This article titled “On Keystone XL, will Obama stand up to big oil?” was written by Bill McKibben for TomDispatch, part of the Guardian Comment Network, for theguardian.com on Monday 28th October 2013 14.45 UTC
As the battle over the Keystone XL pipeline has worn on – and it’s now well over two years old – it’s illuminated the Obama presidency like no other issue. It offers the president not just a choice of policies, but a choice of friends, worldviews, and styles. It’s become an x-ray for a flagging presidency. The stakes are sky-high, and not just for Obama. I’m writing these words from Pittsburgh, amid 7,000 enthusiastic and committed young people gathering to fight global warming, and my guess is that his choice will do much to determine how they see politics in this country.
Let us stipulate at the start that whether or not to build the pipeline is a decision with profound physical consequences. If he approves its construction, far more of the dirtiest oil on Earth will flow out of the tar sands of Alberta, Canada, and reach the US Gulf Coast. Not just right away or for a brief period, but far into the future, since the Keystone XL guarantees a steady flow of profits to oil barons who have their hearts set on tripling production in the far north.
The history of oil spills and accidents offers a virtual guarantee that some of that oil will surely make its way into the fields and aquifers of the Great Plains as those tar sands flow south. The greater and more daunting assurance is this, however: everything that reaches the refineries on the Gulf Coast will, sooner or later, spill into the atmosphere in the form of carbon, driving climate change to new heights.
In June, President Obama said that the building of the full pipeline – on which he alone has the ultimate thumbs up or thumbs down – would be approved only if “it doesn’t significantly exacerbate the problem of carbon pollution”. By that standard, it’s as close to a no-brainer as you can get.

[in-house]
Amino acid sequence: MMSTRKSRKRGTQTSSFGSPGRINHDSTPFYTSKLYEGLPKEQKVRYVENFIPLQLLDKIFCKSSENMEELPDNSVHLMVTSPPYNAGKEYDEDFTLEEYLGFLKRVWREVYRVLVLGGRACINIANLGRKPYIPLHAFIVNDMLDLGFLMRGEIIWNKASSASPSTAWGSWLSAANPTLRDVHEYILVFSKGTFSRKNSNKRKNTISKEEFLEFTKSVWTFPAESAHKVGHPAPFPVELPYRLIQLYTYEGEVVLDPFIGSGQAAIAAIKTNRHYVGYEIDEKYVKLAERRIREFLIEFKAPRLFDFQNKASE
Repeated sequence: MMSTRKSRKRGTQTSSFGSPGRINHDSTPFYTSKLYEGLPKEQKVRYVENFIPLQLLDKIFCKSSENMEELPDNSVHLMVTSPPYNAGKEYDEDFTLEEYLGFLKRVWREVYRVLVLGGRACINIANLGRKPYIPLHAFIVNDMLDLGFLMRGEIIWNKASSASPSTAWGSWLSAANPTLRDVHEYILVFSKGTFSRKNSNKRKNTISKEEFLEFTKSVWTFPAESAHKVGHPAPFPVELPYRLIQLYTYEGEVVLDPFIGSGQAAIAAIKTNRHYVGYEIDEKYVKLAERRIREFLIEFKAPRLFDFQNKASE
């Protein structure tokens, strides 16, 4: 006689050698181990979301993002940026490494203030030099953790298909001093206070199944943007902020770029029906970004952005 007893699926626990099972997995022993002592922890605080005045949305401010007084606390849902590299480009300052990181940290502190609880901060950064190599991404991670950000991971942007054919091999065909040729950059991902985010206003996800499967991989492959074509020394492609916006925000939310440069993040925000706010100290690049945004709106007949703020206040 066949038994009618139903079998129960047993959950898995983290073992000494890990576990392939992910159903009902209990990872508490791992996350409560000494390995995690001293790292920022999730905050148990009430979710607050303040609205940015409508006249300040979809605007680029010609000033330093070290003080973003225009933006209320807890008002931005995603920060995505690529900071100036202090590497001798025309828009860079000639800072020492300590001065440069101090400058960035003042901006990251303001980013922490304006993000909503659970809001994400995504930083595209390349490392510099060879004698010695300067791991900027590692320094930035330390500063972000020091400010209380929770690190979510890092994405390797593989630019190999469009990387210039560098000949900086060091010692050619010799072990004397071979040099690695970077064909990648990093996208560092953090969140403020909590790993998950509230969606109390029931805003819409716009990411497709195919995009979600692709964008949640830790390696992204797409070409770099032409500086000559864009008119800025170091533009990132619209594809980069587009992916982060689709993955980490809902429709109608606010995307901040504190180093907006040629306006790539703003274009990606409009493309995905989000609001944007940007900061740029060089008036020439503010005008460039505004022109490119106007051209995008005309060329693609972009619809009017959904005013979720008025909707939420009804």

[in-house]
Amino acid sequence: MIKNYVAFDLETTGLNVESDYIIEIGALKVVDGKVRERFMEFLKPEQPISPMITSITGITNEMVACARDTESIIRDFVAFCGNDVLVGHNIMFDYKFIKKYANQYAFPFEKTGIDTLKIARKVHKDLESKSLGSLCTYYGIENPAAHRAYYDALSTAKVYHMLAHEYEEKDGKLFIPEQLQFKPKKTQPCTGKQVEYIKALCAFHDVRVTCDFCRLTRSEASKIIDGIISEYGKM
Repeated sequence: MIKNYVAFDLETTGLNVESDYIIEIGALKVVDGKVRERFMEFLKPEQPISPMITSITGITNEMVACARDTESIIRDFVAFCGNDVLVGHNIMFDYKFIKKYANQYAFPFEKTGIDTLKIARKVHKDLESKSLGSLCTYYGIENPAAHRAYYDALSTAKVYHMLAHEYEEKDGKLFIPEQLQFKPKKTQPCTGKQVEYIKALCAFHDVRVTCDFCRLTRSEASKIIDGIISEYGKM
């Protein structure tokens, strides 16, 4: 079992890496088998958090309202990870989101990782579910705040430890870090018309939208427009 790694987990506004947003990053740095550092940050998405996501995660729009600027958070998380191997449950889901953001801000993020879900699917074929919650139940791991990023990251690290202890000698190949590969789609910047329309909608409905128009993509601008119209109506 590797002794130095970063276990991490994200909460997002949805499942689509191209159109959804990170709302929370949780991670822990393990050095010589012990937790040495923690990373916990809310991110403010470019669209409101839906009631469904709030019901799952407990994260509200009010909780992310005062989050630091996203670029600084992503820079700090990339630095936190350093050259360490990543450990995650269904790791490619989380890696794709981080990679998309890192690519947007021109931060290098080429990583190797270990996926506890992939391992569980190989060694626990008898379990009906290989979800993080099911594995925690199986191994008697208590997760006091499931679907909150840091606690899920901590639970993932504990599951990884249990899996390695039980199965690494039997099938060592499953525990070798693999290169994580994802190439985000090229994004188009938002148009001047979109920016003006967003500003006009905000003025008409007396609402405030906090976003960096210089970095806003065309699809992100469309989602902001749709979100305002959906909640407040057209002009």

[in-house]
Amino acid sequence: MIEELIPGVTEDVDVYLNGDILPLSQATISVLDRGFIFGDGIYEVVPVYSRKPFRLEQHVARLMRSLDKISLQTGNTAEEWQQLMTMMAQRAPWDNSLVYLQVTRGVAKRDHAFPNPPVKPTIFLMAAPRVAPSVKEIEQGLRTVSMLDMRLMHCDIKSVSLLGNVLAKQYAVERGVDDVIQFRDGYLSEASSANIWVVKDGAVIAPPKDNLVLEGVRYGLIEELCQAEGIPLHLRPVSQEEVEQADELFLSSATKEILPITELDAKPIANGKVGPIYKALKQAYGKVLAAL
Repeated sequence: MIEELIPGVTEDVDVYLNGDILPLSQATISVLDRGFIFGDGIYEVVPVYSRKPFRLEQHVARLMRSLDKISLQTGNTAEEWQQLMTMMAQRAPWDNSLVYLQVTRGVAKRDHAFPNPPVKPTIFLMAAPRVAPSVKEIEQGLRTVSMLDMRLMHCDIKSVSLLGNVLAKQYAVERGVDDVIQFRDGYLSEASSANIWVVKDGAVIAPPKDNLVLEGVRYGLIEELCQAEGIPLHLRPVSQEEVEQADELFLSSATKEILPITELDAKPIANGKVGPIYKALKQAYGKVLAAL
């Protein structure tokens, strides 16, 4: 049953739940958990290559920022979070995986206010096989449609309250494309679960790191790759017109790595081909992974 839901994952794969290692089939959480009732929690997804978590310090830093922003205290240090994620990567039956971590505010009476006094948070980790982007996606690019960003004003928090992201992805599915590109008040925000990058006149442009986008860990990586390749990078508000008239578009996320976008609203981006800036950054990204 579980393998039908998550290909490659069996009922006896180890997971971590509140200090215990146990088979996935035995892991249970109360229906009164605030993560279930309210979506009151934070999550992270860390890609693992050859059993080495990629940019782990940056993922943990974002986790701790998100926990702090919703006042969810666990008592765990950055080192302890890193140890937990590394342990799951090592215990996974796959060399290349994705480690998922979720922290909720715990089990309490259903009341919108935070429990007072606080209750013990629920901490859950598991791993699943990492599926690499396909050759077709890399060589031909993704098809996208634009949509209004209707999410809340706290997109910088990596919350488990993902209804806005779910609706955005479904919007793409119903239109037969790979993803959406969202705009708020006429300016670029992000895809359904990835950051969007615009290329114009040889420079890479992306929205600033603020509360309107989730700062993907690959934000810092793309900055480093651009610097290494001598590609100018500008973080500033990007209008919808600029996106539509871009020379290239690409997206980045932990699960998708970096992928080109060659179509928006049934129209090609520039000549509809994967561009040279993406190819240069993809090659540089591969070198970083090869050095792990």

These days, however, as no one will be surprised to hear, brainless things happen in Washington more often than not, and there’s the usual parade of the usual suspects demanding that Keystone get built. In mid-October, a coalition that included Exxon, Chevron, ConocoPhillips, and Royal Dutch Shell, not to mention the US Chamber of Commerce, the National Association of Manufacturers, and the Business Roundtable, sent Obama a letter demanding that he approve Keystone in order to “maintain investor confidence”, a phrase almost guaranteed to accompany bad ideas. A report last week showed that the Koch brothers stood to earn as much as $100bn in profits if the pipeline gets built (which would come in handy in helping fund their endless assault on unions, poor people, and democracy).
But don’t think it’s just Republican bigwigs and oil execs rushing to lend the pipeline a hand. Transcanada, the pipeline’s prospective builder, is at work as well, and Obama’s former communications director Anita Dunn is now on the Transcanada dime, producing TV ads in support of the pipeline. It’s a classic example of the kind of influence peddling that knows no partisan bounds. As the activists at Credo put it:
It’s a betrayal of the commitments that so many of us worked so hard for, and that Dunn herself played a huge role in shaping as top strategist on the 2008 campaign and communications director in the White House.
Credo’s Elijah Zarlin, who worked with Dunn back in 2008, wrote that attack on her. He was the guy who wrote all those emails that got so many of us coughing up money and volunteering time during Obama’s first run for the presidency, and he perfectly exemplifies those of us on the other side of this divide – the ones who actually believed Dunn in 2008, the ones who thought Obama was going to try to be a different kind of president.
On energy there’s been precious little sign of that. Yes, the Environmental Protection Agency has put in place some new power plant regulations, and cars are getting better mileage. But the president has also boasted again and again about his “all of the above” energy policy for “increasing domestic oil production and reducing our dependence on foreign oil”. It has, in fact, worked so well that the United States will overtake Russia this year as the biggest combined oil and natural gas producer on the planet and is expected to pass Saudi Arabia as the number one oil producer by 2017.
His administration has approved oil drilling in the dangerous waters of the Arctic and has emerged as the biggest backer of fracking. Even though he boasts about marginal US cuts in carbon emissions, his green light to fracking means that he’s probably given more of a boost to releases of methane – another dangerous greenhouse gas – than any man in history. And it’s not just the environment. At this point, given what we know about everything from drone warfare to NSA surveillance, the dream of a progressive Obama has, like so many dreams, faded away.